We believe our mental and physical health is directly tied to what we eat.
It’s easy to see how food affects our physical health, but sometimes our mental health goes unnoticed.
Food promotes our mental health through community and connection. Humans are wired for social interaction, however, we often fail to prioritize meals with other people, whether it’s our family or friends. Life gets busy, other obligations get in the way, and over time, we reach out to our community less and less.
As social creatures, we get purpose and fulfillment from good conversation and spending time with people we care about. We believe food can bring that connection back into our lives. There is value in building relationships and community, such as fostering a sense of belonging and self-worth. If you have children, family dinners can contribute to better grades in school and lower rates of depression.
Maybe you had a crazy day and everything seems to be flying off the rails, but that doesn’t mean you have to cancel your dinner plans with friends, or avoid sitting around the dinner table with your partner and kids.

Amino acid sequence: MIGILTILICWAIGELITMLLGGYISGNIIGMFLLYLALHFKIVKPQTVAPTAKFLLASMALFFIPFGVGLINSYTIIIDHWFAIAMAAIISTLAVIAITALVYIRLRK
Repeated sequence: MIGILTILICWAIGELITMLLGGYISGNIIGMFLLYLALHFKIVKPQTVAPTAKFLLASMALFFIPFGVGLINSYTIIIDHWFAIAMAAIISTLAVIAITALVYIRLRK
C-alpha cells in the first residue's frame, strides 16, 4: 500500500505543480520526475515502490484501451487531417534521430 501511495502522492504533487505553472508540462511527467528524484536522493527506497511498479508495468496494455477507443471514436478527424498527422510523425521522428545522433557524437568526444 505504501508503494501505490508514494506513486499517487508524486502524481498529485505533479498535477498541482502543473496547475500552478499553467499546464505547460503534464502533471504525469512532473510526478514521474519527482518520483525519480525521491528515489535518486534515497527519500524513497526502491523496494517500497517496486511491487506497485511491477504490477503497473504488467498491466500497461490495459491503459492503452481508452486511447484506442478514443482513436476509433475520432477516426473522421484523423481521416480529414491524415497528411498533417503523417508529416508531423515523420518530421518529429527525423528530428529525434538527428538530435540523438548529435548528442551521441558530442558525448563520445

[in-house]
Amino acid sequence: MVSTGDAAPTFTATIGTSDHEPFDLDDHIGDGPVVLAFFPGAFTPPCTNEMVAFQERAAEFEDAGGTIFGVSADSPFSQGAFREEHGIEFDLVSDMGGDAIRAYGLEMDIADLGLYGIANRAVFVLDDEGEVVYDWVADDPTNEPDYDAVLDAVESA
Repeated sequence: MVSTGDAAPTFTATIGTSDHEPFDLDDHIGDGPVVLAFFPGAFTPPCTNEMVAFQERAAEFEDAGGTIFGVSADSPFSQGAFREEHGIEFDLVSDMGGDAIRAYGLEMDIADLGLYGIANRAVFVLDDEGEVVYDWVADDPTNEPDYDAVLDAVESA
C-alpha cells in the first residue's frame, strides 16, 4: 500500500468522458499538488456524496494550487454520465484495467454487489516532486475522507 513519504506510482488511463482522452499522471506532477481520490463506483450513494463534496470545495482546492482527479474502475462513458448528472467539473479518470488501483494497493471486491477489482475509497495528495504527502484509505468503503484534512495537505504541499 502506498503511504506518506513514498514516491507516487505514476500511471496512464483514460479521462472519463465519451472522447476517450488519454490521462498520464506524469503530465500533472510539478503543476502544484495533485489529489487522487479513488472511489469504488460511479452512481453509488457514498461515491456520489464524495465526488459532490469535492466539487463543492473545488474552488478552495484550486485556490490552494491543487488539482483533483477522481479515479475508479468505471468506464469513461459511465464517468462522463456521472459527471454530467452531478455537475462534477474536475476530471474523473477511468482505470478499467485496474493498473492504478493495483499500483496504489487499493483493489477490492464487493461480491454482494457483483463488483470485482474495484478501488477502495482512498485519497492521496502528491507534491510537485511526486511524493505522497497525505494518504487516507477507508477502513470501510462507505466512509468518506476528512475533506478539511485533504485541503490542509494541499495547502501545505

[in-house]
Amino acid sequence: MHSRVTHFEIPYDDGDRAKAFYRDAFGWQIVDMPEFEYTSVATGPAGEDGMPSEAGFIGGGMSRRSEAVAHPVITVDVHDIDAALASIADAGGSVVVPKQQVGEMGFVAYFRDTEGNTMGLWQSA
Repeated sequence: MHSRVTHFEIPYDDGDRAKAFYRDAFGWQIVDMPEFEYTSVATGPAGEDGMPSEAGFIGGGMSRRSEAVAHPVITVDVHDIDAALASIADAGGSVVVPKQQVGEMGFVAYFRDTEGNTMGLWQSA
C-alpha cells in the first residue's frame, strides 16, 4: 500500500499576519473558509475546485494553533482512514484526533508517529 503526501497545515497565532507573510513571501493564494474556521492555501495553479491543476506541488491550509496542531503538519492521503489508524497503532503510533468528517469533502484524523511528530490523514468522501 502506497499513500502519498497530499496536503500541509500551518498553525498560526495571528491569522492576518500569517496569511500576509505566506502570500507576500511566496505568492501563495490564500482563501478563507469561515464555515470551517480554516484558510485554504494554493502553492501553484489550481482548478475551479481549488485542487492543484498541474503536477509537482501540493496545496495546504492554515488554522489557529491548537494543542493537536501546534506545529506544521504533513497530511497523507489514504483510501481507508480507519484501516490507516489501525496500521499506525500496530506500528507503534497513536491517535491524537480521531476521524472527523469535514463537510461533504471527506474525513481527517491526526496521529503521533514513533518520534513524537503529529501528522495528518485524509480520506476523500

No matter how full your schedule, there’s always room to be intentional and slow down.
Remember a time when you gathered around a table for good food and conversation. Above the din of utensils clanking on plates were stories and laughter. Even if you don’t remember what made you laugh, there’s a good chance the memory still makes you smile.
We all need to eat, so why not use that time to foster your relationships?
You won’t regret the time spent around a table with the people you love.
More ways to connect with your community:
- Prepare and eat a meal together
- Play a board game
- Play a recreational sport
- Go out to eat for dinner or brunch
- Send a note to someone you haven’t seen a while
- Call a friend (voice calls create more connection than a text message)
- Schedule a creative activity such as a painting or pottery class
- Go on a group walk or hike
- Start a book club with your family or friends